Breach no longer necessary; the High Court’s reconsideration of the penalty doctrine
(2013) 41 ABLR 314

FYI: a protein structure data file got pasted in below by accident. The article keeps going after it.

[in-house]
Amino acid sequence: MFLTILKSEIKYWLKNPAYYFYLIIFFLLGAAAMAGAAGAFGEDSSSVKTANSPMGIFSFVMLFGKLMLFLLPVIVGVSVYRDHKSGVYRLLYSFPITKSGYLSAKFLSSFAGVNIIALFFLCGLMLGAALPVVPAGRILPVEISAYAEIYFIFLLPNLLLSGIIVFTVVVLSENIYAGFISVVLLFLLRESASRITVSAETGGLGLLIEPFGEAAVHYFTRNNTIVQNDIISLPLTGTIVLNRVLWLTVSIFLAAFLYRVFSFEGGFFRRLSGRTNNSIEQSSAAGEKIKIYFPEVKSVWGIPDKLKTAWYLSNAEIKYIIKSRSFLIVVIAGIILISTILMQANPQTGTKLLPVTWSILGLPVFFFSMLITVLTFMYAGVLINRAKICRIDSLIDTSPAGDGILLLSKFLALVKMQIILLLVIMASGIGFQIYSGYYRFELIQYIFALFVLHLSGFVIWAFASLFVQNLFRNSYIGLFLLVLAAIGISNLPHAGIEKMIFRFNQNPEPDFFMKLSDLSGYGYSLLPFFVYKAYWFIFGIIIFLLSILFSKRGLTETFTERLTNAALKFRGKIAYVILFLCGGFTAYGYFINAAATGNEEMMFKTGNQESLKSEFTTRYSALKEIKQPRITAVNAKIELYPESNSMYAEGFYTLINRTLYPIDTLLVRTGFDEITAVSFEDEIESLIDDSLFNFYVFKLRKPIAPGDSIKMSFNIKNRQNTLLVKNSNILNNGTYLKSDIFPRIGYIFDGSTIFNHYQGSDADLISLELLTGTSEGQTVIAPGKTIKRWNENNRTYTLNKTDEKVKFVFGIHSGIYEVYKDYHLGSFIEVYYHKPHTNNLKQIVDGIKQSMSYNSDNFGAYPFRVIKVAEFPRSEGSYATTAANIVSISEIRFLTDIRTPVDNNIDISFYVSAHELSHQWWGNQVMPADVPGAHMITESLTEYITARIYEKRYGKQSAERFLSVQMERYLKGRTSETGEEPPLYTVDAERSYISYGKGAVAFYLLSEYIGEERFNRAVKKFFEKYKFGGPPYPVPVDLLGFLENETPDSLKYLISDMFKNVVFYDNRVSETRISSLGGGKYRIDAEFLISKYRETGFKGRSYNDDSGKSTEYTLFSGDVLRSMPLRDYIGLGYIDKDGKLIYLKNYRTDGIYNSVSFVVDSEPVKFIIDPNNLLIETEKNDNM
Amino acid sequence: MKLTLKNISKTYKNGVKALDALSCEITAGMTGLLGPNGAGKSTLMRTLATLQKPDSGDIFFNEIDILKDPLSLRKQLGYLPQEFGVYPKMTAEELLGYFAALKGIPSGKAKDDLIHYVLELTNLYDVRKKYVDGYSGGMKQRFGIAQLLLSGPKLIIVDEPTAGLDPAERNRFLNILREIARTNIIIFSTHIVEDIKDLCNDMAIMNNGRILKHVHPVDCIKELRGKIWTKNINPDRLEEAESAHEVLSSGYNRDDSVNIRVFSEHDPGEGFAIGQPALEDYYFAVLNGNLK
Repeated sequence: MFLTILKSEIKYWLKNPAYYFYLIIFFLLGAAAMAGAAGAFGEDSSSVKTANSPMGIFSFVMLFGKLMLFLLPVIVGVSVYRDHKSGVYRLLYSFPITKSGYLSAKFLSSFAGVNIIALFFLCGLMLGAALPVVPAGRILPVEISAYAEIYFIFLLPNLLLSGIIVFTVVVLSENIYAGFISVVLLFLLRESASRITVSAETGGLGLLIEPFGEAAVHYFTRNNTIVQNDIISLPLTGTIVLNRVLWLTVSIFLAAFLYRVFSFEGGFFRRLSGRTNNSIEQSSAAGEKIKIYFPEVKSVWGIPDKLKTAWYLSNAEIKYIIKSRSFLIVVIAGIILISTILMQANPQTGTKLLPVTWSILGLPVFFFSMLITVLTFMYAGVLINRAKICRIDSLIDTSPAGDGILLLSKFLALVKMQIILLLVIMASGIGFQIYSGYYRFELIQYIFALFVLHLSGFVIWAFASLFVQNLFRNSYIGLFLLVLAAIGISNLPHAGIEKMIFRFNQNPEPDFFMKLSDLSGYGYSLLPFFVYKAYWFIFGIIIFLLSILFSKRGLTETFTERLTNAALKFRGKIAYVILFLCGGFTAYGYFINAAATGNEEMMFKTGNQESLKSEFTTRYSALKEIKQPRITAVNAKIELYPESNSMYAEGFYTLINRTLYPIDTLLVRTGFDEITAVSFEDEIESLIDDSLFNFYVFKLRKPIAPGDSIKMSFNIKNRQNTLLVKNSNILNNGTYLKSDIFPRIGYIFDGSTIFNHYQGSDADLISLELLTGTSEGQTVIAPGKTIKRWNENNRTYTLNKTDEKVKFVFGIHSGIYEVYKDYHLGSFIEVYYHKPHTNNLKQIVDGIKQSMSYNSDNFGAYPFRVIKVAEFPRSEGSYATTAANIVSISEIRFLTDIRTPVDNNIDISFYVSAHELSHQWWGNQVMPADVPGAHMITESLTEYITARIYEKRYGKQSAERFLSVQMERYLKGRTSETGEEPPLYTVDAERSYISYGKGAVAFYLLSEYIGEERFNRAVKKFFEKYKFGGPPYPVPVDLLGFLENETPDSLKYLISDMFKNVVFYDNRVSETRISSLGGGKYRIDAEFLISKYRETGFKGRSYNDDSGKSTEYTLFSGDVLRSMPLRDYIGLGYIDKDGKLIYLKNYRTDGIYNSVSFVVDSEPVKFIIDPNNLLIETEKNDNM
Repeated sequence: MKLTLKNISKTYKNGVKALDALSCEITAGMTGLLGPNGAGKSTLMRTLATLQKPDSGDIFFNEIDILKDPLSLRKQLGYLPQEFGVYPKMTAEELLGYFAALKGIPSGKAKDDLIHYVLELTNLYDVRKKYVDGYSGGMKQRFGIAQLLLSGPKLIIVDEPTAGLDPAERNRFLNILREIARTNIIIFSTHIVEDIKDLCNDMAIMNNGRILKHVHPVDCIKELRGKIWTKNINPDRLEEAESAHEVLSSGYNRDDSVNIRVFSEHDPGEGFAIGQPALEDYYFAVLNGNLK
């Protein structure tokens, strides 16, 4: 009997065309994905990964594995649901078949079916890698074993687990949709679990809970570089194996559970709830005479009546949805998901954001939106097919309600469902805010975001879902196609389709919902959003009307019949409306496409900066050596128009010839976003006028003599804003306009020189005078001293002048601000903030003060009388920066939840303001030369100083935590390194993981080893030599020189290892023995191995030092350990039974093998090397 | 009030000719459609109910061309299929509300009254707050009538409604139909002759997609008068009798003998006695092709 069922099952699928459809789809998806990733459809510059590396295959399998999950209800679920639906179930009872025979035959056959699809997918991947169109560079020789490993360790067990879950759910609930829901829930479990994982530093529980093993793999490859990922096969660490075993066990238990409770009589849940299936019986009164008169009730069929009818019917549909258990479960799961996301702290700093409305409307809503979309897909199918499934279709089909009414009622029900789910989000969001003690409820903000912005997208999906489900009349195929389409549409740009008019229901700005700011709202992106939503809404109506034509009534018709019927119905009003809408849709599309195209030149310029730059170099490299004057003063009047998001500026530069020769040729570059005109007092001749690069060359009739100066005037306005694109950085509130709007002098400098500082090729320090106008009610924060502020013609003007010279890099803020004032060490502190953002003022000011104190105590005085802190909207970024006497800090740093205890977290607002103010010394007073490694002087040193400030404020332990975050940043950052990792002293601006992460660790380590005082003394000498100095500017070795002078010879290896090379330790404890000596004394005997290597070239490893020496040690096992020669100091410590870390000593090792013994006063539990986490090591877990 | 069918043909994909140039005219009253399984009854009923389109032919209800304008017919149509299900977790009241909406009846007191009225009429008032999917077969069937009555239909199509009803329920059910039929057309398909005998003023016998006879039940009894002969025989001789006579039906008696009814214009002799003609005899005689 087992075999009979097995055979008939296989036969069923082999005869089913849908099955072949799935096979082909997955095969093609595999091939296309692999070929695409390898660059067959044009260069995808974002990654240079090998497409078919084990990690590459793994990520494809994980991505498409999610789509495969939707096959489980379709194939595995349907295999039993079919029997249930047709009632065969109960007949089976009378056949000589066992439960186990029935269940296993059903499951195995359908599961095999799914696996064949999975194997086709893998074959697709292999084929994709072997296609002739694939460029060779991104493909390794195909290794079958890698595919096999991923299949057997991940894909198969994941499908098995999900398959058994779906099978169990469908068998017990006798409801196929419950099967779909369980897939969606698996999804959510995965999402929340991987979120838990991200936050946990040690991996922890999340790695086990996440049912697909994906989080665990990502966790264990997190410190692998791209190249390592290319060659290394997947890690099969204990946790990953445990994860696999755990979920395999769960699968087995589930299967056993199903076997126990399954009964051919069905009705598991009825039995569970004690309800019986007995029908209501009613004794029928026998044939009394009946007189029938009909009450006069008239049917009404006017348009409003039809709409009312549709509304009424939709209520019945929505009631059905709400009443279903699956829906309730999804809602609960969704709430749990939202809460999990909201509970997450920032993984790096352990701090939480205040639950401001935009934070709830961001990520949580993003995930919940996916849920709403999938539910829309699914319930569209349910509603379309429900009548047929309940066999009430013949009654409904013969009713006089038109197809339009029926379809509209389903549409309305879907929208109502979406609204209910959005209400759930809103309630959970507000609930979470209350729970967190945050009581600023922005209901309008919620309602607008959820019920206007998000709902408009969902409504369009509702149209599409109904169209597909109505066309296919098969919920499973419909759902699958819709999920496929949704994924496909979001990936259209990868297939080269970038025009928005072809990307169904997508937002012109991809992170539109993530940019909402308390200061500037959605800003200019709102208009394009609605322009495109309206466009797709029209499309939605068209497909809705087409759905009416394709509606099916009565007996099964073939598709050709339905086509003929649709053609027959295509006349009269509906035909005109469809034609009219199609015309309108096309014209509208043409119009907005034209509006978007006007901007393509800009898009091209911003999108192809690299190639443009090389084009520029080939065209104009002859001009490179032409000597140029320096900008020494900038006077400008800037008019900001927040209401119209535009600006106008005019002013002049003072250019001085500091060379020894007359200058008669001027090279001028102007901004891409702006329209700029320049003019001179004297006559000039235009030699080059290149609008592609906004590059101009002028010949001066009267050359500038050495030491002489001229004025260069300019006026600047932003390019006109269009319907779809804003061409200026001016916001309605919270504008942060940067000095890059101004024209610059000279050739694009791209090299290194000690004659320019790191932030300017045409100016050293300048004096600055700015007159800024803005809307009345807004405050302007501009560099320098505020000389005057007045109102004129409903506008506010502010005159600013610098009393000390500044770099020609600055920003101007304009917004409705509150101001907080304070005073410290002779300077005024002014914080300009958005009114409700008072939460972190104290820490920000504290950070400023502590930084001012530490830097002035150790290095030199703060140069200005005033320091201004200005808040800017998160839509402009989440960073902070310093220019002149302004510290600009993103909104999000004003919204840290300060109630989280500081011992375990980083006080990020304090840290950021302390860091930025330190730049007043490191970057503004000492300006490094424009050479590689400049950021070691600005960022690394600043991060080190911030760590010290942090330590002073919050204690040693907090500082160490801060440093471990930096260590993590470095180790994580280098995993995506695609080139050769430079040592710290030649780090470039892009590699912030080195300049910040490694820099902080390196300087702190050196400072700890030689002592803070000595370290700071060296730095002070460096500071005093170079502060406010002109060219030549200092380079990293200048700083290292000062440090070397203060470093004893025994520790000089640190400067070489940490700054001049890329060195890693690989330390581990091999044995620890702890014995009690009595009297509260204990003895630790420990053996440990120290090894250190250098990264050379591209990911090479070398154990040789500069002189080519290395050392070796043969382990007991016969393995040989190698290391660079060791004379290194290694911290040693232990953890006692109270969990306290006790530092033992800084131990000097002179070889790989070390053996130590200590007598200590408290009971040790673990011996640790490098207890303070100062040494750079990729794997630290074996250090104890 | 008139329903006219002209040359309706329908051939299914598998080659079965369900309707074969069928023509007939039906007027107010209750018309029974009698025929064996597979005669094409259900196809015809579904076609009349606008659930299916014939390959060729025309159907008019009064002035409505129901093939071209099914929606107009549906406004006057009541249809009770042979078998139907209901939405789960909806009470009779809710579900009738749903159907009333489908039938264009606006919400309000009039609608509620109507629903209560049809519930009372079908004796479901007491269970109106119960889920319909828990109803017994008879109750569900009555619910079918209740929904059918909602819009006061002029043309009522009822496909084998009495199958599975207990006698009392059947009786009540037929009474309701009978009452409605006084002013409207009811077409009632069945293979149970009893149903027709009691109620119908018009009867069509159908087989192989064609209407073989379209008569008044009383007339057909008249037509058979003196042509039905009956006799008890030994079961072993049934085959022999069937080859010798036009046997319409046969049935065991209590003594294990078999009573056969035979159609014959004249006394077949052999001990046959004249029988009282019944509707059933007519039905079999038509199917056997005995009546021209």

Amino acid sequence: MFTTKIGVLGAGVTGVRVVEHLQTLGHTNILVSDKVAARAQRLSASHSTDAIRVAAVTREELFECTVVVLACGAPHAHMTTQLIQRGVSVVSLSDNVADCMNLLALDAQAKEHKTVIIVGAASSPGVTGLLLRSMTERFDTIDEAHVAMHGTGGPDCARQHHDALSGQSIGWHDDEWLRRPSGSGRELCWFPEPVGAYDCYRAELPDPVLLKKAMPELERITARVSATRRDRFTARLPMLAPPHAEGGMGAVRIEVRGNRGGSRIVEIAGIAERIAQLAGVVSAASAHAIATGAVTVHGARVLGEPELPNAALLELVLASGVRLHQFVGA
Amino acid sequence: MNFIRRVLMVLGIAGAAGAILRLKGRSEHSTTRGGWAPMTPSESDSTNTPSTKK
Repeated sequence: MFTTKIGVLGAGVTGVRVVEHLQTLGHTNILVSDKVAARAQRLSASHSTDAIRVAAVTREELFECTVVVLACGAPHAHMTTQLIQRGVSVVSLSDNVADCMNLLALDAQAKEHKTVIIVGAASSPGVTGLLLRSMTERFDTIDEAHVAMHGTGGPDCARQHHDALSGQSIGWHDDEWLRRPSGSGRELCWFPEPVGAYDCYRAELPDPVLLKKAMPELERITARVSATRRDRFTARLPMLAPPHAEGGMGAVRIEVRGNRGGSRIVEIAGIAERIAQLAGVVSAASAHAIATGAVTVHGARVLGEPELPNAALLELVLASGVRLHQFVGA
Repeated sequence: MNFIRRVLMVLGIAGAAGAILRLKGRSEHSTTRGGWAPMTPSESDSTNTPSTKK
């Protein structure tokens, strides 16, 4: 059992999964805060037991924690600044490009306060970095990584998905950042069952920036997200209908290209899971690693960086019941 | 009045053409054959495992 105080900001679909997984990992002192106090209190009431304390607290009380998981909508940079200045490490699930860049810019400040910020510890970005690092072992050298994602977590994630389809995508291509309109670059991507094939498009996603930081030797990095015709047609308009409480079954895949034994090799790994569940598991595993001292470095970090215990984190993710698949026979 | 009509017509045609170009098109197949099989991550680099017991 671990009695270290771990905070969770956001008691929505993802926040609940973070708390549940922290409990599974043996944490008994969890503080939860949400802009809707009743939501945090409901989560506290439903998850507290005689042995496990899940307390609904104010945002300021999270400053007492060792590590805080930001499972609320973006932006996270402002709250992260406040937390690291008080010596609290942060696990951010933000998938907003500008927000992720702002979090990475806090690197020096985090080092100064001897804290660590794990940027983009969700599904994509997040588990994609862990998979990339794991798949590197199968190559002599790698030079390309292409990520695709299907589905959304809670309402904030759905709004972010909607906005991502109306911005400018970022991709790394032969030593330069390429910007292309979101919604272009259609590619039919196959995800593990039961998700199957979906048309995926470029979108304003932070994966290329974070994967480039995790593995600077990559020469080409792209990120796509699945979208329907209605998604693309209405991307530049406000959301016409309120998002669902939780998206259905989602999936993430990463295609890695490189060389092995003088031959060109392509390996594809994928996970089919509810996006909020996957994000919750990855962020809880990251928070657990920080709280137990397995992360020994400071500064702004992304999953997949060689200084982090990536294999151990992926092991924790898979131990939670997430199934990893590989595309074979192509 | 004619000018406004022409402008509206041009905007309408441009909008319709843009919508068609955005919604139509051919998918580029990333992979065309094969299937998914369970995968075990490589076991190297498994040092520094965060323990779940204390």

In 1915 the House of Lords delivered reasons for judgment in Dunlop Pneumatic Tyre Co Ltd v New Garage and Motor Co Ltd in which it set out the applicable test and guidelines to determine whether a stipulated sum payable on breach of a contract was to be treated as liquidated damages and enforceable, or a penalty and hence unenforceable. That test was universally applied throughout the common law world. The High Court of Australia’s decision in 2012 in Andrews v Australia and New Zealand Banking Group has recast the test. This article reviews the first instance decision of Gordon J from the Federal Court of Australia together with the High Court decision and concludes that the latter is unsatisfactory, as it will be difficult to apply to a wide variety of commercial transactions and thereby lead to uncertainty and confusion in an area of contract law that had been trouble free for nearly a century.
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